Breathtaking autumn images and why they work

Autumn is a fantastic time for photography, but there’s more to taking fantastic photos than shooting in the right season. We’ve got some pointers to put you on the right path.

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When asked, most photographers will tell you that their favourite season is autumn because of the wonderful colours and low sun. It’s also helpful that the sun rises at a relatively humane hour while sunset is conveniently late for fitting around work commitments. And of course the temperature is relatively high before the bone-chilling winds of winter strike up.

But naturally there’s far more to taking a fabulous autumn photographs than just popping out with a camera at the right time of year. In this article we’ll take a look at some great autumnal images and unravel a little of what makes them so good to help you on the way to taking better photographs.

Colour contrast

Autumn on Cape Cod by Denis Tangney Jr

Autumn is a season of warm tones with rich red, orange and yellow in the trees and across woodland floors. As well as creating some foreground interest to help give a sense of depth and scale, the inclusion of the green boat in this shot injects some colour contrast which effectively intensifies the warm hues.

Low sun

Autumn Tree and Sun during Sunset by konradlew

The sun is relatively low in the sky during the autumn and this increases the chances of being able to capture it filtering through foliage, bringing the colours to life like a stained-glass window. It also lacks some of the power it has at the height of summer, which means that highlights are a little less harsh and as well as being longer, the shadows are less dense. As a result there are some creative opportunities to be had by including the sun in the frame.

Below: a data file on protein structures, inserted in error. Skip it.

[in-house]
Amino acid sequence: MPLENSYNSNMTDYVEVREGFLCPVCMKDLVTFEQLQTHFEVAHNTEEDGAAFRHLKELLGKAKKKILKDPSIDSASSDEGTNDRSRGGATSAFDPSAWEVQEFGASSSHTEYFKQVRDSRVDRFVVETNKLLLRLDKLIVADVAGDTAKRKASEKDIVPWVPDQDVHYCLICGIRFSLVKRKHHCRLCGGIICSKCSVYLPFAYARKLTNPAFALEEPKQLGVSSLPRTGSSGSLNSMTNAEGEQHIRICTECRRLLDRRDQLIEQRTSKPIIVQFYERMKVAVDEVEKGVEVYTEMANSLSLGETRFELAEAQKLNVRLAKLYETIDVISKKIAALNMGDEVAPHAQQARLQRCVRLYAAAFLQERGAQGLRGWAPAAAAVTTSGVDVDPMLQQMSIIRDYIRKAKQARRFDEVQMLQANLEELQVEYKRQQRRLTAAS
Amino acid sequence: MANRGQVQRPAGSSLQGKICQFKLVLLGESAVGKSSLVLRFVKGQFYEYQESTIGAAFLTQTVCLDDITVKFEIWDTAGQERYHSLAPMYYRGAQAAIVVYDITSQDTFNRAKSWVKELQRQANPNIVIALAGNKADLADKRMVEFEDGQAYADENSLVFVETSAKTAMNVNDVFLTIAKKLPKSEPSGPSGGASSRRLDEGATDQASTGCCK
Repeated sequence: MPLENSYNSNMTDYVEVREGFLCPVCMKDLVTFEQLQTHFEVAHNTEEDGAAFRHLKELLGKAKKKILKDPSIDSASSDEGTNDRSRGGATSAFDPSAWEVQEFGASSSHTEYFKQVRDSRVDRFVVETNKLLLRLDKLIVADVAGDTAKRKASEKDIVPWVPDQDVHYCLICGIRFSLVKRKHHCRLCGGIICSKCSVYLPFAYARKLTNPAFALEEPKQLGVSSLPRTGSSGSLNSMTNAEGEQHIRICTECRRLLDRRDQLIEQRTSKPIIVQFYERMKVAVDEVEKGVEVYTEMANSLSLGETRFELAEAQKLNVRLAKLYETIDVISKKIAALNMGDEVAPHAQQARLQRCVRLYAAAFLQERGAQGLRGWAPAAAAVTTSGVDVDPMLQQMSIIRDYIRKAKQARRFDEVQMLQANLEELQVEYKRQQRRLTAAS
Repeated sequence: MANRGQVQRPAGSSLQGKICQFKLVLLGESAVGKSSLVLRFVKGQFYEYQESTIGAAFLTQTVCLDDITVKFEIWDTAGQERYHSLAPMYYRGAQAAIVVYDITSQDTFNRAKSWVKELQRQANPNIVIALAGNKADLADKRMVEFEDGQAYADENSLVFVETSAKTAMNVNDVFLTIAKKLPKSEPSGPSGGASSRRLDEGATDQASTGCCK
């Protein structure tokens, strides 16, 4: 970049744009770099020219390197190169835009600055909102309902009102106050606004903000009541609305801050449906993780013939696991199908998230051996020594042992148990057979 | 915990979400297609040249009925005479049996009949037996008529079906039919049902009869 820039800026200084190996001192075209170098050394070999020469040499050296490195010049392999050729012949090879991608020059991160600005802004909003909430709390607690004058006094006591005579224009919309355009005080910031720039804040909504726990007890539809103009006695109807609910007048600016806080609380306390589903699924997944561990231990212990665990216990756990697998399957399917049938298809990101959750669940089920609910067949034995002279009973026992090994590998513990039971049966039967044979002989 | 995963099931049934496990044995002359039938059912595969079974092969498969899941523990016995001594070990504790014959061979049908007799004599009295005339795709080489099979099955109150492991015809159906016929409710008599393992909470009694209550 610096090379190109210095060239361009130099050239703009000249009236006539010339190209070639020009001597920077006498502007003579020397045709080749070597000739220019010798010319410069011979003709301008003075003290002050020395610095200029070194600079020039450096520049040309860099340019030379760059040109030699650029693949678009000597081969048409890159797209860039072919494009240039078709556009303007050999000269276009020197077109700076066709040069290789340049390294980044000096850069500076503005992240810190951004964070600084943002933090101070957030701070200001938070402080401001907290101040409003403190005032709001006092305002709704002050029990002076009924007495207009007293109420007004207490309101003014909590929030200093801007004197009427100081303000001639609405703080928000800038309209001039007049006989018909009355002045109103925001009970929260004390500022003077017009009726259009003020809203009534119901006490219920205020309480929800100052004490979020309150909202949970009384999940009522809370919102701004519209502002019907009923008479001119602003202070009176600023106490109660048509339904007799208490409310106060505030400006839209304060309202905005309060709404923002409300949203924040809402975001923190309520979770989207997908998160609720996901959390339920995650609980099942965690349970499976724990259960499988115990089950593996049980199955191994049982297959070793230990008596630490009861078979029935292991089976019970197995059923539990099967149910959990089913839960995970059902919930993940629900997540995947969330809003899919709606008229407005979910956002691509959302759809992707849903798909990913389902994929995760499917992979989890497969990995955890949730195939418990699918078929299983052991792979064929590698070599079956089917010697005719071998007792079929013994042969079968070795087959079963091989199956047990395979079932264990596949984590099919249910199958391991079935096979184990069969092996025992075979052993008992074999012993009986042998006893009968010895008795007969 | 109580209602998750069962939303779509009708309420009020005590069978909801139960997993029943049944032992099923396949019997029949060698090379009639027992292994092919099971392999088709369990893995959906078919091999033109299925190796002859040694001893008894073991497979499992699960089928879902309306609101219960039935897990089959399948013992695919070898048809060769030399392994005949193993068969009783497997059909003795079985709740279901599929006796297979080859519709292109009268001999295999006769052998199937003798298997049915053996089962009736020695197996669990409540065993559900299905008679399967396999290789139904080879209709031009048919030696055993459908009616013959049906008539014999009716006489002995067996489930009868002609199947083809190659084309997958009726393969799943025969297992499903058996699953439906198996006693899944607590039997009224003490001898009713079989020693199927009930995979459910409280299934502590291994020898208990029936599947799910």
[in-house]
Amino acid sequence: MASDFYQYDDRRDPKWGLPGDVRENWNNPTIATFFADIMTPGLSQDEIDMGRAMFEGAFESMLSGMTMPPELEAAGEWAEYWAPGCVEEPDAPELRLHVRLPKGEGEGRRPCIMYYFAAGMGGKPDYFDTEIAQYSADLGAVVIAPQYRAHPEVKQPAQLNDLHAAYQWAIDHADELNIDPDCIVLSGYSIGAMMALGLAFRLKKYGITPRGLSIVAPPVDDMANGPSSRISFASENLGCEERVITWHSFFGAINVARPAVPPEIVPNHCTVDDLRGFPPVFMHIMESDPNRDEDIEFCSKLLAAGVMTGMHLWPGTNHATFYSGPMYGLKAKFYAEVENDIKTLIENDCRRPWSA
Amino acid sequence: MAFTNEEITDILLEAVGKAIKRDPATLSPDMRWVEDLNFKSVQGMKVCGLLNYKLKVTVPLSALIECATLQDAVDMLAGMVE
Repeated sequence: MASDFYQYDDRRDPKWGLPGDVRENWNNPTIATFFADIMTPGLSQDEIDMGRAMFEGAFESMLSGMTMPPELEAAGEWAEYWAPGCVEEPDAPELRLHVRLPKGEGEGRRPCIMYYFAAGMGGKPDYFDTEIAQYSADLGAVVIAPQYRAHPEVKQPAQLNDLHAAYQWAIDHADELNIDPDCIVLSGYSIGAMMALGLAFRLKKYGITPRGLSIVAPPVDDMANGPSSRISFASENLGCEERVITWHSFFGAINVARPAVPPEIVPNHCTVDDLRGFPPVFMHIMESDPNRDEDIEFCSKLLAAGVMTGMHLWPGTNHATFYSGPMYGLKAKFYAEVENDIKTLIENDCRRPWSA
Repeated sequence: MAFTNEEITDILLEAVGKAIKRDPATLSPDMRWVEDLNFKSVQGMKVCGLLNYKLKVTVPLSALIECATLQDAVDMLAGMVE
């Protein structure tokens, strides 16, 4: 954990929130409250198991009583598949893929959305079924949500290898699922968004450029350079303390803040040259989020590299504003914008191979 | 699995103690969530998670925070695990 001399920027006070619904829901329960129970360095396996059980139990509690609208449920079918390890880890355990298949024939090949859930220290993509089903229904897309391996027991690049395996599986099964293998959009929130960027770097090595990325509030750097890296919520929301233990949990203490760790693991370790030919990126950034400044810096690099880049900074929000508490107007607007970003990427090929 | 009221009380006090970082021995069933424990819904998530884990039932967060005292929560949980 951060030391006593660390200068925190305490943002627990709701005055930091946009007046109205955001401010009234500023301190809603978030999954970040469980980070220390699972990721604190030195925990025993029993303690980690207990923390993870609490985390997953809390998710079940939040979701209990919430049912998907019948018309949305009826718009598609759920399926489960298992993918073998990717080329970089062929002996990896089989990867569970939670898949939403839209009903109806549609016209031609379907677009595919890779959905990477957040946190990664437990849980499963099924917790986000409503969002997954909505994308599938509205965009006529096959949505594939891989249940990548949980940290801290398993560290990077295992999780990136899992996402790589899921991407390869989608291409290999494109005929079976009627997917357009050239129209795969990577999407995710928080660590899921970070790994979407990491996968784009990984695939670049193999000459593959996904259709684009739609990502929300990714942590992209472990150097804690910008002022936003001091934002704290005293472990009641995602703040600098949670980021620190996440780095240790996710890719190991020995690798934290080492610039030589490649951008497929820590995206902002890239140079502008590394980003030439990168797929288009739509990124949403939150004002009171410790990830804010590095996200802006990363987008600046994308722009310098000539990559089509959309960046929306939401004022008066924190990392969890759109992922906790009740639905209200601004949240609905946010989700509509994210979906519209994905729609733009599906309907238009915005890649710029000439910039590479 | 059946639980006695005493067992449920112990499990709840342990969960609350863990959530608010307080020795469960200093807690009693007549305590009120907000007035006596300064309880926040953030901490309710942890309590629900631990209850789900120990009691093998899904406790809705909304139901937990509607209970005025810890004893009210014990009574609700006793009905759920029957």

Leading lines

Wooden Jetty on a Becalmed Lake at Sunset by allou

This image has a classic example of a leading line, something that draws your eye into the shot. As well as performing that role the pier in this shot acts adds some foreground detail, helping to give a sense of scale to the scene.

Shooting at sunset means that the sun is very low in the sky so the pier is illuminated from the side as well as above and the light is a nice warm colour while the blue sky above is reflected in the still lake. The colours are intensified while the contrast level is reduced.

The wider picture

Rydal Water by Rick Bowden

This shot was taken in the Lake District, looking down a valley to Rydal Water. The russet-coloured bracken at the bottom of the image provides foreground interest while the sinuous path draws your eye into the scene and towards the lake. 

The low sun is illuminating the trees from the side, bringing out the colour of the leaves and throwing long, soft shadows to their left. Meanwhile the grass is bright green, contrasting with the warmer tones of the foliage.

The photographer has also found an angle that captures reflections of the landscape in the water, enhancing the colour in the scene. Using a small aperture ensures that much of the image is sharp while a tripod enables a low sensitivity setting to be used to minimise noise.

ABOUT THE AUTHOR

Angela Nicholson has been head of testing for various photography magazines and now works as a freelance reviewer, writer and photographer. You can find her @AngeNicholson on Twitter.

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